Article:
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By consenting to receiving a federally recommended vaccine, a minor child is agreeing to give up legal rights to file an injury claim in a federal or state civil court of law, even if the child suffers brain injury or another permanent health problem from the vaccine. A minor child cannot fully understand the terms of the Vaccine Injury Act including the 3 year statute of limitations on filing a vaccine injury claim with the Vaccine Injury Compensation Program. The Act’s vaccine injury table lists certain injuries that may only be eligible to receive compensation if they occur within 30 days of vaccination. Minors would be solely responsible for getting confirmation and documentation that they have an injury on this chart within 30 days of vaccination and many minors cannot drive themselves to the doctor or hospital.

Minors would not even have to tell their parents that they received a vaccination so their parents may not know why a child is injured or sick preventing the minor child from receiving timely and proper medical care. It is also much less likely vaccine reactions will be recognized and documented by a child and filed with the Vaccine Adverse Event Reporting System (VAERS).

Virginia does not allow minors to represent themselves in court, but under VA SB104, minors would be held singularly responsible for filing a claim with Vaccine Injury Compensation Program.(23) Virginia does not recognizes the “mature minor doctrine” which allows a minor over the age of 14 or 15 years old who the court deems a “mature minor” to have the right to refuse medical care or treatment.(24)

It is clear that the intent of SB104 is to give power to doctors, medical workers and state health officials to persuade as many minor children as possible to consent to receiving all federally recommended vaccines, regardless of whether doing so is in an individual child’s best interest or the child’s parent or legal guardian has given informed consent to vaccination.

There is no public health emergency justifying the state overriding a parent’s legal and human right to make an informed benefit and risk decision about vaccination on behalf of their minor children. SB104 is a blatant attempt by the Commonwealth to strip parents of their legal right to make informed decisions about vaccination for their minor children and hand that legal right to doctors and medical workers, who have no liability or accountability for what happens to the child after vaccination. SB104 is a violation of parents’ constitutional right to raise their children without undue interference from the state.

Read the full article at the NVIC Facebook post.

Comment on this article at VaccineImpact.com.

Footnotes:

(1) America’s Health Ranking. Health of Women and Children. 2019.

(2) Virginia Department of Health. SIS Reporting Results. 2019.

(3) CDC. 2017 Childhood Measles, Mumps, and Rubella (MMR) Vaccination Coverage Report. Oct. 11, 2018.

(4) CDC. Vaccination Coverage with Selected Vaccines and Exemption Rates Among Children in Kindergarten-United States, 2018-2019 School YearMorbidity and Mortality Weekly Report. Oct. 18, 2018.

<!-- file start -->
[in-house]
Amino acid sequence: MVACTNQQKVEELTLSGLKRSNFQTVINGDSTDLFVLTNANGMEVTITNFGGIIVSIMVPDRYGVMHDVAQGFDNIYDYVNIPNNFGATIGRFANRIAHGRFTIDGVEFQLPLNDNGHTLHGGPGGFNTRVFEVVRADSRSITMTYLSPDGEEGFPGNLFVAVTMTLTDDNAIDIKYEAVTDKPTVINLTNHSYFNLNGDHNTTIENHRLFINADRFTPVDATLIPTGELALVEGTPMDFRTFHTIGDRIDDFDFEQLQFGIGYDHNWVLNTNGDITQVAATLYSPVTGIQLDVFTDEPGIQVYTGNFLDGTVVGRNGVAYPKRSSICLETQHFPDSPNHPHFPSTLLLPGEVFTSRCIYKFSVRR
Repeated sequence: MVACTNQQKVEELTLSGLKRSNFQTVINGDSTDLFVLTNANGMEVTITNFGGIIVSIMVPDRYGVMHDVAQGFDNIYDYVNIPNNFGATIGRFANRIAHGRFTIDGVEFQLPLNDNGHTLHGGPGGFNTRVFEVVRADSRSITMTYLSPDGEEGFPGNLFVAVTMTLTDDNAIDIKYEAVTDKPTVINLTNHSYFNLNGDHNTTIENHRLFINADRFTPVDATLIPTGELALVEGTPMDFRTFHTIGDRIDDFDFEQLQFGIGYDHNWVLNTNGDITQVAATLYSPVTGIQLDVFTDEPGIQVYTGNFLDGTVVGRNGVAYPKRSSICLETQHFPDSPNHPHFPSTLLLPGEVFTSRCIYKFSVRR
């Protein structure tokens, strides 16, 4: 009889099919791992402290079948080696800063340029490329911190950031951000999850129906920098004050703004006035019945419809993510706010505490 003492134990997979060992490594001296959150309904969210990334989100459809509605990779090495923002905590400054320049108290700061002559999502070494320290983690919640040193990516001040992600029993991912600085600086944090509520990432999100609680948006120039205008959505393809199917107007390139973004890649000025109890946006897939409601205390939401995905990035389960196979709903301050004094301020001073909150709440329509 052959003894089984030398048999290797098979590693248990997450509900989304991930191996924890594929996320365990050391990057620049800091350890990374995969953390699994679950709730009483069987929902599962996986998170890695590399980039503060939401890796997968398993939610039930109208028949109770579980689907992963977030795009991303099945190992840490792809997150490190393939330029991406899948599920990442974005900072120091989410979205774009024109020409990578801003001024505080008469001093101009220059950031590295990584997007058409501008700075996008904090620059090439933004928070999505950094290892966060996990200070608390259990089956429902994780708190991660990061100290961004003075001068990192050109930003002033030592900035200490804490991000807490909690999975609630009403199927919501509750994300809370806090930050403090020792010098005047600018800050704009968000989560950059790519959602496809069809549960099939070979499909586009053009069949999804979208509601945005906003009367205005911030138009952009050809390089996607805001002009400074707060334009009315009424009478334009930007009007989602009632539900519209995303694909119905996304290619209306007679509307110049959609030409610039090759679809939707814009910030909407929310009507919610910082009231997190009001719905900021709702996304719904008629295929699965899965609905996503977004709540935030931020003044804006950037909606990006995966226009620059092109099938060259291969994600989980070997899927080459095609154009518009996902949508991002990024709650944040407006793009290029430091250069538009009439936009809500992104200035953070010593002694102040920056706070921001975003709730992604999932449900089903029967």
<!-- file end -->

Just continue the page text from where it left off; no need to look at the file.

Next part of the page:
(5) Grootens-Wiegers, Petronella, Hein, Irma M. et al. Medical decision-making in children and adolescents: developmental and neuroscientific aspectsNCBI. May 8, 2017.

(6) Ibid.

(7) Steinberg, Laurence. A Social Neuroscience Perspective on Adolescent Risk-Taking. NCBI. May 27, 2008.

(8) § 1-240.1. “Rights of parents: A parent has a fundamental right to make decisions concerning the upbringing, education, and care of the parent’s child.”

(9) § 22.1-207.1. Family life education.

(10) § 22.1-207.2. Right of parents to review certain materials; summaries distributed.

(11) § 22.1-207.2:1. Anti-bullying or suicide prevention materials; parental right to review.

(12) § 22.1-79.3. Policies regarding certain activities.

(13) Bellotti v. Baird, 443 U.S. 622 (1979) citing Ginsberg v. New York, 390 U.S. 629 (1968).

(14) Ibid.

(15) Howard, Jacqueline. US raises legal age to buy cigarettes, vapes to 21CNN. Dec. 20, 2019.

(16) § 18.2-371.3. Tattooing or body piercing of minors.

(17) Matter of Alfonso v. Fernandez, 195 A.D.2d 46, 59 (N.Y. App. Div. 1993).

(18) Tenuto v. Lederle Labs, 90 N.Y.2d 606 (N.Y. 1997).

(19) Diphtheria, tetanus, pertussis, measles, mumps, rubella, polio, hepatitis A, hepatitis B, Haemophilus influenzae type b (Hib), influenza, pneumococcal conjugate, meningococcal, rotavirus, human papillomavirus (HPV), or varicella (chickenpox).

(20) “Legal representative” is defined as a parent or other individual who is qualified under state law to consent to the immunization of a minor child or incompetent adult.

(21) In the case of an incompetent adult, relevant VISs shall be provided to the individual’s legal representative. If the incompetent adult is living in a long-term care facility, all relevant VISs may be provided at the time of admission, or at the time of consent if later than admission, rather than prior to each vaccination.

(22) Institute of Medicine Committee to Review Adverse Effects of Vaccines. Evaluation of Biologic Mechanisms of Adverse Effects: Increased Susceptibility. Chapter 3 (p. 82). Washington, D.C. The National Academies Press 2012.

(23) § 8.01-271.1. Signing of pleadings, motions, and other papers; oral motions; sanctions.

(24) Snyder, Kevin E. MD, West, Rebecca W. JD et al. Medical Informed ConsentUniversity of Virginia Health Sciences Center, 2013.

Sincerely,

NVIC Advocacy Team
National Vaccine Information Center
http://NVIC.org and http://NVICAdvocacy.org
https://nvicadvocacy.org/members/Members/ContactUs.aspx